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Spring forward, fall back.

I don't know if it is the right season, but I put some loam out and threw down some seed. Part of a fawn appeared, confused, or had an idea above moving that was unsettling to her. I tried to whistle but got stuck and then turned away as though I were needed urgently, the ice cream was just cream, flowing. I stood at the window for what seemed a decade, not one of the big ones, but a tiny decade the size of a tick, and as mean. Someone was having a yard sale, or a garage sale, maybe it was a tag sale -- anyway, everything was going, the usefulness of the material had drained away. Cars slowed down and waved. Other, almost recognizable, people dropped what they were holding and walked into the wooded area behind the barn. Perhaps they didn't understand the New Math, the one without numbers. My lawn stood up and sat down again. It felt to me as if it were almost recess, like I would be allowed to kick the gravel in a far corner of some supernatural playground any minute. Will you accompany me to that beautiful island? It's a dreaming school that I long to forget.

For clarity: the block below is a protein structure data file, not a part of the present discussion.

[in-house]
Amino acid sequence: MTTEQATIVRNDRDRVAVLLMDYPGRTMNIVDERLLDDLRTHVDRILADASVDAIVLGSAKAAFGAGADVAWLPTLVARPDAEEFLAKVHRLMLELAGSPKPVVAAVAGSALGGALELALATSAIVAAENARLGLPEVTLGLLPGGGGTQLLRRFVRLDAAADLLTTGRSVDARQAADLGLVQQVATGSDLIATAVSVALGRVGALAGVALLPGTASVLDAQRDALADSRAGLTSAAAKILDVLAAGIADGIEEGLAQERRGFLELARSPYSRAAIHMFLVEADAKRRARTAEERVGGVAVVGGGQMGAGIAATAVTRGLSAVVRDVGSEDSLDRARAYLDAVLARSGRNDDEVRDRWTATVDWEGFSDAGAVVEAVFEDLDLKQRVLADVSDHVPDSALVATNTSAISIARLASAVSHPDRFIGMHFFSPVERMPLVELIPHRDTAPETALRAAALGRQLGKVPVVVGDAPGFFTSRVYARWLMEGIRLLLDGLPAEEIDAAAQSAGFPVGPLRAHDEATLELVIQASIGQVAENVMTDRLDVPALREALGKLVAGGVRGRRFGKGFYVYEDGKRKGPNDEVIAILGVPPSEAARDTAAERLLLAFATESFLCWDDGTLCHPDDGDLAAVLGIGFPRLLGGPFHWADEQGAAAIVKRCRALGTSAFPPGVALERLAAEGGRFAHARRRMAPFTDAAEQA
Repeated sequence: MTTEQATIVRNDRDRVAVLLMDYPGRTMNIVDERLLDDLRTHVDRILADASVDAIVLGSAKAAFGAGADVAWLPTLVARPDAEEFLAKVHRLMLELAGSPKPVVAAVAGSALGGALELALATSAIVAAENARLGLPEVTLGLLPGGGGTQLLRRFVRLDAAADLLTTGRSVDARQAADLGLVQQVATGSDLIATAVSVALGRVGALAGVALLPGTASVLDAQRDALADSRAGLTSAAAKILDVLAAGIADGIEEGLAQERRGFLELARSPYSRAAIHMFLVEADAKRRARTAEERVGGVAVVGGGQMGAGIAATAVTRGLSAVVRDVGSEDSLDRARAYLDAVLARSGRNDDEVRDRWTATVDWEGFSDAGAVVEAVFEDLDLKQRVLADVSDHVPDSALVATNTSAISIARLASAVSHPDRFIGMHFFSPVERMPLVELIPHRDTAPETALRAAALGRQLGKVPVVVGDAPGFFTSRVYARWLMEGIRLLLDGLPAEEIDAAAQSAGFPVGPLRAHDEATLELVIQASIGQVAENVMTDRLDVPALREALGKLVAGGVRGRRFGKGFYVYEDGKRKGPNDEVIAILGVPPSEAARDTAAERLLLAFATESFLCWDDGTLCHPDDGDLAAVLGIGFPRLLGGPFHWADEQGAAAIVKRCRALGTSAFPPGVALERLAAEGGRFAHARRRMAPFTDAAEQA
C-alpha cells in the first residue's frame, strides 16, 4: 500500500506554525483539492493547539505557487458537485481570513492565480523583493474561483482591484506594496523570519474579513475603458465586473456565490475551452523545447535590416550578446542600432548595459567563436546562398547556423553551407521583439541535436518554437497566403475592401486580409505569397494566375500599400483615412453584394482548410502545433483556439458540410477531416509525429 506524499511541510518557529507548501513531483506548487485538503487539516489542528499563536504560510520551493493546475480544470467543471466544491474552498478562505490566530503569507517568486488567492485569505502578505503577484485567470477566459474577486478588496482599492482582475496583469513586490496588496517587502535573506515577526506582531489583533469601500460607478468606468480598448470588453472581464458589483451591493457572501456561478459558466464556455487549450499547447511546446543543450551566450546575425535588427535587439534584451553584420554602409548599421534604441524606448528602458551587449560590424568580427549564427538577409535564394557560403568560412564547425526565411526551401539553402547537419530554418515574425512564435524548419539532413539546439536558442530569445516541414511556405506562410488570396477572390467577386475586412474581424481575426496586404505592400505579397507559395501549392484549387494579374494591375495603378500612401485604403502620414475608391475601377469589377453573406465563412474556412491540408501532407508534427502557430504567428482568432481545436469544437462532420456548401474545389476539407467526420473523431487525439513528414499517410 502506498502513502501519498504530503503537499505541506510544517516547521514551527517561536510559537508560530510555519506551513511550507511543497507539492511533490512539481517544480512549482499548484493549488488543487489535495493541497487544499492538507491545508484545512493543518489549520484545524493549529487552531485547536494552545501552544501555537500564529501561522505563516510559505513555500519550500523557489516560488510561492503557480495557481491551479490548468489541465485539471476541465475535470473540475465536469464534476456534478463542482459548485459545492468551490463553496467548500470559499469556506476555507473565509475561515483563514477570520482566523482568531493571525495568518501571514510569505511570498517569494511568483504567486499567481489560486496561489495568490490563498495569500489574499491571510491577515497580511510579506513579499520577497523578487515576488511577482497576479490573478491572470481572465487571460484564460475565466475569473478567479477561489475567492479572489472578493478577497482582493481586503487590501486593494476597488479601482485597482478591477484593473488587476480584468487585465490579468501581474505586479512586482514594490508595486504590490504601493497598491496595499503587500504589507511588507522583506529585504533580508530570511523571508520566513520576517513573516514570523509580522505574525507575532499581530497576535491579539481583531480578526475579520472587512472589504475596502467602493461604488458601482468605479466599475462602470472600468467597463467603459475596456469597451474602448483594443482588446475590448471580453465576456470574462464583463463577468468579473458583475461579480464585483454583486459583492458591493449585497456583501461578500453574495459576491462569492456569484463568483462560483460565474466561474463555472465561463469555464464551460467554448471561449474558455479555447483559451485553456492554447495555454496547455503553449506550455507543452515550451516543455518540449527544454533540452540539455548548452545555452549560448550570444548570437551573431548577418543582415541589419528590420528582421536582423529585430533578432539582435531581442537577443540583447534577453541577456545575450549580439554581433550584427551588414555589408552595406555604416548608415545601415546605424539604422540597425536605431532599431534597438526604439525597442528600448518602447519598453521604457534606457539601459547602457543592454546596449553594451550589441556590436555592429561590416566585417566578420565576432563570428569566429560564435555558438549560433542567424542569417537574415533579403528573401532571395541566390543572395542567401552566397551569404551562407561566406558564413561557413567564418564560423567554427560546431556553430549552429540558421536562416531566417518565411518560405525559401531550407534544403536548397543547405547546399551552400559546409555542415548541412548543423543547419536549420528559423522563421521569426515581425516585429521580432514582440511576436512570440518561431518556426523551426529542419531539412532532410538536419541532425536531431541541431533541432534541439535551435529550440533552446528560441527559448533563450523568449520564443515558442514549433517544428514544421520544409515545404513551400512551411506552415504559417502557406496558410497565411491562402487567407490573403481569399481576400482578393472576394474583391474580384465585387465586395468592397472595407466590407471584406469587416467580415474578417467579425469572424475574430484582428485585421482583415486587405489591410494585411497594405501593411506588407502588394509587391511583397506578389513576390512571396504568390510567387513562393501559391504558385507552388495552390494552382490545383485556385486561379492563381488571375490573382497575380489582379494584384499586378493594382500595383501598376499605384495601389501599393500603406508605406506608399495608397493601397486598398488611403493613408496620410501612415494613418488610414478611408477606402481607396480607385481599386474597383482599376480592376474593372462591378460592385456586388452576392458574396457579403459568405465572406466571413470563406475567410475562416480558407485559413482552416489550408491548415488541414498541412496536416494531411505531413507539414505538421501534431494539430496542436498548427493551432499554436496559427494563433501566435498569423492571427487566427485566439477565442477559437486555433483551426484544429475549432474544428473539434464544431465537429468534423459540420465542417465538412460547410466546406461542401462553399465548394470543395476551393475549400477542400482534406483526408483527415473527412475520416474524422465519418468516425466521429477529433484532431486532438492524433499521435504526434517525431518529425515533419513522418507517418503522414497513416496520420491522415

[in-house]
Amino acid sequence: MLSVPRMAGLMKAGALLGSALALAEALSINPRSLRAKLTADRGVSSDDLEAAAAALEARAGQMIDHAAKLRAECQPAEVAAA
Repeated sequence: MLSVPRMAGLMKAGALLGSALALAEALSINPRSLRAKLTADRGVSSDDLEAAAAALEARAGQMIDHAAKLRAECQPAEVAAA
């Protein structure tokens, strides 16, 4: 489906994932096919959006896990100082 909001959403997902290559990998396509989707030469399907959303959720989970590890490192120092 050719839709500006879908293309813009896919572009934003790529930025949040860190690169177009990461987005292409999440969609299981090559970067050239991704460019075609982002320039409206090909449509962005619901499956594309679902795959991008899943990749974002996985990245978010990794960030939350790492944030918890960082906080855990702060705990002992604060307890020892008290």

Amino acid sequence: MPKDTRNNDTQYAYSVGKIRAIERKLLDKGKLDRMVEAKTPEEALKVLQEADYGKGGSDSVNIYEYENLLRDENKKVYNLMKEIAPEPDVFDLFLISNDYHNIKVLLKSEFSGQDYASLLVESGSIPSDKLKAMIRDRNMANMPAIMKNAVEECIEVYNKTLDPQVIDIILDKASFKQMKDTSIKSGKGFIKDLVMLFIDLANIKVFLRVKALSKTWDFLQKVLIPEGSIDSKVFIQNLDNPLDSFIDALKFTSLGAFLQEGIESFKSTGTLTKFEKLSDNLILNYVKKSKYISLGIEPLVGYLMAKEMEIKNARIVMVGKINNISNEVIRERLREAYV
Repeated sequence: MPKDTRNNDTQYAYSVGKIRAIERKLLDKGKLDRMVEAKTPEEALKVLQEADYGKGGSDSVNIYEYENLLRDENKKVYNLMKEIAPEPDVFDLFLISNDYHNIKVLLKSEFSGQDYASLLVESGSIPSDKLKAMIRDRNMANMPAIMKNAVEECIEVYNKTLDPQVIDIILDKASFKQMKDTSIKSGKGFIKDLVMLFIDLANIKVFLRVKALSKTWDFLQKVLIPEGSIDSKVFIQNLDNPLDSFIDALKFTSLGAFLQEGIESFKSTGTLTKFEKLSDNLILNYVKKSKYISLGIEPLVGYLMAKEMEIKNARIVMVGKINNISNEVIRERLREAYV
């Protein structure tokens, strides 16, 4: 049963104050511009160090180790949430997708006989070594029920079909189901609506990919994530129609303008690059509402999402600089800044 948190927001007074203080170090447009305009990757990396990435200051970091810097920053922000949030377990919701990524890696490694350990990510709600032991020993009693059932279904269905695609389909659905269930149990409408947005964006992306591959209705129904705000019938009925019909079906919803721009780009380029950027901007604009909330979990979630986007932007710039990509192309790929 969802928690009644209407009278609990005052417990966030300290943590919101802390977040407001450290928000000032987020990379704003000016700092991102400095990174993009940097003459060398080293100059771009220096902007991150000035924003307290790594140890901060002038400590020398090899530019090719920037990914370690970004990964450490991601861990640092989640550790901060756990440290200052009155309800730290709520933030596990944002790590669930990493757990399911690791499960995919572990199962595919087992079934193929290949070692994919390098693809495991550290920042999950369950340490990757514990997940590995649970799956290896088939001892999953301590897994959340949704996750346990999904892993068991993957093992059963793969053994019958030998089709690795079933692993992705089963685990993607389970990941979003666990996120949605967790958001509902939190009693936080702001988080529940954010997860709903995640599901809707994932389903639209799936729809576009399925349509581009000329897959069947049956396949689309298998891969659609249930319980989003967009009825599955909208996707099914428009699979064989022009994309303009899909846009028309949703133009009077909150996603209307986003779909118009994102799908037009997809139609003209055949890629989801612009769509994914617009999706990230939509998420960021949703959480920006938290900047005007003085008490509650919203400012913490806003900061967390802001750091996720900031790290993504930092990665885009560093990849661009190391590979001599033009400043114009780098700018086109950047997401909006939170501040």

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Author:Tate, James
Publication:The American Poetry Review
Date:Jul 1, 1993
Words:205
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